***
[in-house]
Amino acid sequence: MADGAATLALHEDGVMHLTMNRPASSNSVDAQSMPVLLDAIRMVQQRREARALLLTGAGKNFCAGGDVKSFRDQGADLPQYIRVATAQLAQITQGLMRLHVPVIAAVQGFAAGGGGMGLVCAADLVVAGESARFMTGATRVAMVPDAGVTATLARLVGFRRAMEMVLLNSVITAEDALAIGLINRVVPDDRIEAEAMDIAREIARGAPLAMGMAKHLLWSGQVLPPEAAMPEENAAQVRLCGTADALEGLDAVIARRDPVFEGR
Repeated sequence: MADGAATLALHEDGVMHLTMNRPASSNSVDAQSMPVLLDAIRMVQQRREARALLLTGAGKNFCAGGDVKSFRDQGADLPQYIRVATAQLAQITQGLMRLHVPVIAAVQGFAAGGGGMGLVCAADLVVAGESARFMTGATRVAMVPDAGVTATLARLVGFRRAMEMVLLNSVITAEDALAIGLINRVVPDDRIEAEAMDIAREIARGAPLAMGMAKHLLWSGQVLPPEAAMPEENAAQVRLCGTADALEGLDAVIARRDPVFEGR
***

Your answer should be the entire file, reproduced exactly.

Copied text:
[in-house]
Amino acid sequence: MADGAATLALHEDGVMHLTMNRPASSNSVDAQSMPVLLDAIRMVQQRREARALLLTGAGKNFCAGGDVKSFRDQGADLPQYIRVATAQLAQITQGLMRLHVPVIAAVQGFAAGGGGMGLVCAADLVVAGESARFMTGATRVAMVPDAGVTATLARLVGFRRAMEMVLLNSVITAEDALAIGLINRVVPDDRIEAEAMDIAREIARGAPLAMGMAKHLLWSGQVLPPEAAMPEENAAQVRLCGTADALEGLDAVIARRDPVFEGR
Repeated sequence: MADGAATLALHEDGVMHLTMNRPASSNSVDAQSMPVLLDAIRMVQQRREARALLLTGAGKNFCAGGDVKSFRDQGADLPQYIRVATAQLAQITQGLMRLHVPVIAAVQGFAAGGGGMGLVCAADLVVAGESARFMTGATRVAMVPDAGVTATLARLVGFRRAMEMVLLNSVITAEDALAIGLINRVVPDDRIEAEAMDIAREIARGAPLAMGMAKHLLWSGQVLPPEAAMPEENAAQVRLCGTADALEGLDAVIARRDPVFEGR